Hospitality in Lebanon

I’ve written about hospitality before, and how it’s the doorway into the Kingdom.  The first thing you notice about Jesus is way he honored people and welcomed them into his presence.

Last week in DaMour, Lebanon I experienced a level of hospitality deeper than anything I’ve ever seen.  In a classroom of  Syrian, Lebanese, Armenian, Brazilian, and American Believers, I was made to feel like a visiting dignitary.  They didn’t even want me to fill my own water glass from the tap.  The honor and respect these students extended to each other, along with their shiny smiles, was a compelling reflection of the Kingdom.  It was my first time teaching in the Middle East, and I sure hope it won’t be the last.

Now I’m in Budapest with a happy group of American and Canadian students.  I had the worst travel experience of my life on the flight from Beirut when we got diverted and then stranded in Izmir, Turkey, for ten excruciating hours.  But that story will have to wait until another time.  It was a maddening example of a worldview that values control over relationship, almost the exact opposite of my experience in Lebanon.   And to make matters worse, the airline lost my luggage.  So here I am with only the clothes on my back.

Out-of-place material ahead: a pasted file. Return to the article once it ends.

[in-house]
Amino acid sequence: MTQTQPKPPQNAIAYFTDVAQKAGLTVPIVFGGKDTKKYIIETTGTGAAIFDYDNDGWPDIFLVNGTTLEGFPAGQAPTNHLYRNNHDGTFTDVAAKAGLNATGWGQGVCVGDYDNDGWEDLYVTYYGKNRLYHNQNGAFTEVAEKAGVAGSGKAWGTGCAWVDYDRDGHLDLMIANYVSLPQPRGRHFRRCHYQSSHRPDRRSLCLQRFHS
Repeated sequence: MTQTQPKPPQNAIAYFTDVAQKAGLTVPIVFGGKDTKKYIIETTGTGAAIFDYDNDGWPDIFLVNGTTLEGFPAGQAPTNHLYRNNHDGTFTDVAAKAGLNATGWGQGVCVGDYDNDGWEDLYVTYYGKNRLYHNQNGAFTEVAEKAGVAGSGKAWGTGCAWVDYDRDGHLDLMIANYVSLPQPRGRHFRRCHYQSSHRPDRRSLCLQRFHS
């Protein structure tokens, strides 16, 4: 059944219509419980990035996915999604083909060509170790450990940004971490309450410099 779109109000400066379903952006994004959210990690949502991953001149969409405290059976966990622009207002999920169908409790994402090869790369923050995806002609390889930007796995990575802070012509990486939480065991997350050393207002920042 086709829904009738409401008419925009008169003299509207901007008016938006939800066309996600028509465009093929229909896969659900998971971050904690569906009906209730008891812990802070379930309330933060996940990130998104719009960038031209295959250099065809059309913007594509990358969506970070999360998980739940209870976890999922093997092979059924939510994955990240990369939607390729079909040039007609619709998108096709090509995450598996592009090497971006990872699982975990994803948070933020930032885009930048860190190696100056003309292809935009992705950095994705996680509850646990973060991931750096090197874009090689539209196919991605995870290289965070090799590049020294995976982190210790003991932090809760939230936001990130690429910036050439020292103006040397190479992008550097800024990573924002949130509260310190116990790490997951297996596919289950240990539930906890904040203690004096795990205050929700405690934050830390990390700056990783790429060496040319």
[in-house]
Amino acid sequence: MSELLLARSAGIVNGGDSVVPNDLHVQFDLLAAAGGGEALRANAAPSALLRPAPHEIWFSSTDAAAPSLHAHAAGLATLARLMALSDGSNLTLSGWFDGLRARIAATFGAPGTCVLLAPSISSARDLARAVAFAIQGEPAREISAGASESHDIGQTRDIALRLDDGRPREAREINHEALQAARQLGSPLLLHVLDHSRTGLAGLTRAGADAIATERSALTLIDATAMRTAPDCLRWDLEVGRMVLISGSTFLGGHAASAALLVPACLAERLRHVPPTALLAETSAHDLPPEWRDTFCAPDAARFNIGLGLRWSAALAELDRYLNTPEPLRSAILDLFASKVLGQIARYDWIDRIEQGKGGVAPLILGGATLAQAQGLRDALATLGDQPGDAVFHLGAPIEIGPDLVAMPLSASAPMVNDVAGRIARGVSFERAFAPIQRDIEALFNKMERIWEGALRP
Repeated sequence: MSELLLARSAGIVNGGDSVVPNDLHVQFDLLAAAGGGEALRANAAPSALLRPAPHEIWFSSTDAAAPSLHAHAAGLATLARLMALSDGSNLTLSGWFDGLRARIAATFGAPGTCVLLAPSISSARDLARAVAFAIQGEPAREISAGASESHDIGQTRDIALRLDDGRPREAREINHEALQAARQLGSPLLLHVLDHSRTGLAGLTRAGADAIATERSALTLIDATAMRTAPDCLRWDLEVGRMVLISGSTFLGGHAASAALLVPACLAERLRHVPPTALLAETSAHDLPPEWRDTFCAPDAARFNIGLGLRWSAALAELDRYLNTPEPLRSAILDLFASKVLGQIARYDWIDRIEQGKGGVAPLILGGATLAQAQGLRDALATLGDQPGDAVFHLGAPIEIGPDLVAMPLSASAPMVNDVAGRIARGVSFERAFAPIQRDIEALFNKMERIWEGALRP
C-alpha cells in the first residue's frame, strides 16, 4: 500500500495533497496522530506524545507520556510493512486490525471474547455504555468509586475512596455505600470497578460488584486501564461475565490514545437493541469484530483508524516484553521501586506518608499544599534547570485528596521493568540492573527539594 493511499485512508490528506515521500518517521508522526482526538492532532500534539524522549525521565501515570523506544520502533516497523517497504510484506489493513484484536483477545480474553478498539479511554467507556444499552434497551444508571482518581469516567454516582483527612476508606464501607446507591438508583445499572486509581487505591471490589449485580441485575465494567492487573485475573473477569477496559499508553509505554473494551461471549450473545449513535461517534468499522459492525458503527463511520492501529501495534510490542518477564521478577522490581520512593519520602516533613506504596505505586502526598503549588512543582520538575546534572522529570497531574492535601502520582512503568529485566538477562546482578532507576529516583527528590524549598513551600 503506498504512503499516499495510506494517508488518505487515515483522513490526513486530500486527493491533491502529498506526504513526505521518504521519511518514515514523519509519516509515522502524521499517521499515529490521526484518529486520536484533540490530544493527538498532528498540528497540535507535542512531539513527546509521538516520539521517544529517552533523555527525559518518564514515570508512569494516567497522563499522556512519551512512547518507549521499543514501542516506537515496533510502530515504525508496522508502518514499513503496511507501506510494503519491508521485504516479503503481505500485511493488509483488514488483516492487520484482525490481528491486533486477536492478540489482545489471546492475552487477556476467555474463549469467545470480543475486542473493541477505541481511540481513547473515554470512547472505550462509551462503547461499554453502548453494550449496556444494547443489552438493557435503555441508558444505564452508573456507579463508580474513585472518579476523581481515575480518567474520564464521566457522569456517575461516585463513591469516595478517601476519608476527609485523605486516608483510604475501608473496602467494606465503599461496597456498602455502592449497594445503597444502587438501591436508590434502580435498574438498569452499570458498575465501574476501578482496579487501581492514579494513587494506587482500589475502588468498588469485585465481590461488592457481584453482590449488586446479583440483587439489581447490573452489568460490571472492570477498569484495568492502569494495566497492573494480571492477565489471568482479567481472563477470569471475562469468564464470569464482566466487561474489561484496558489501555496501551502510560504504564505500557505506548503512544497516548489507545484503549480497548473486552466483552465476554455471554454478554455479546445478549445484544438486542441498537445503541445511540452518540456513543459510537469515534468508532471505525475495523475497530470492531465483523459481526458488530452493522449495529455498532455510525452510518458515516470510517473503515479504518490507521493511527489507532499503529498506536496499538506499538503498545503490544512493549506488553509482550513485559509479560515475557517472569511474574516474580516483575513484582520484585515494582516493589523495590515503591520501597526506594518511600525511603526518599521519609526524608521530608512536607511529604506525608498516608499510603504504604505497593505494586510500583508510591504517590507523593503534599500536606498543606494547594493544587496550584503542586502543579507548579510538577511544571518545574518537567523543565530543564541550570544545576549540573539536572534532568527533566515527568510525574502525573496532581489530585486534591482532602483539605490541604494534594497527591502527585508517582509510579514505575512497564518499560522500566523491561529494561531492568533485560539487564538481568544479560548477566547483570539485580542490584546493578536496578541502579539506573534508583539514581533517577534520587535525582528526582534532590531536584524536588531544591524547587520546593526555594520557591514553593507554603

Thanks to all of you who have been praying for my Mom.  She’s at home “taking it easy.”

2 thoughts on “Hospitality in Lebanon”

  1. Don:
    When you have time, could you elaborate on this experience? It seems that the group defines the Kingdom for more than just hospitality. What a culturally diverse group! But Christ has overcome all potential cultural divisions to reign in peace in their hearts. If that does not represent the Kingdom then I don’t know what it is!


  2. Don,
    My experience with Middle Eastern people has always left me feeling as you did in Lebanon. They were warm-hearted, gentle people who couldn’t do enough for me. I was truly humbled in their presence. For those coming out of the religious bondage of Islam into the freedom of relationship with Jesus, I imagine the culture shock creates a heart so full of gratitude that hospitality and serving others naturally follow.
    May your clothes and God’s blessings be returned to you a hundredfold, my friend…


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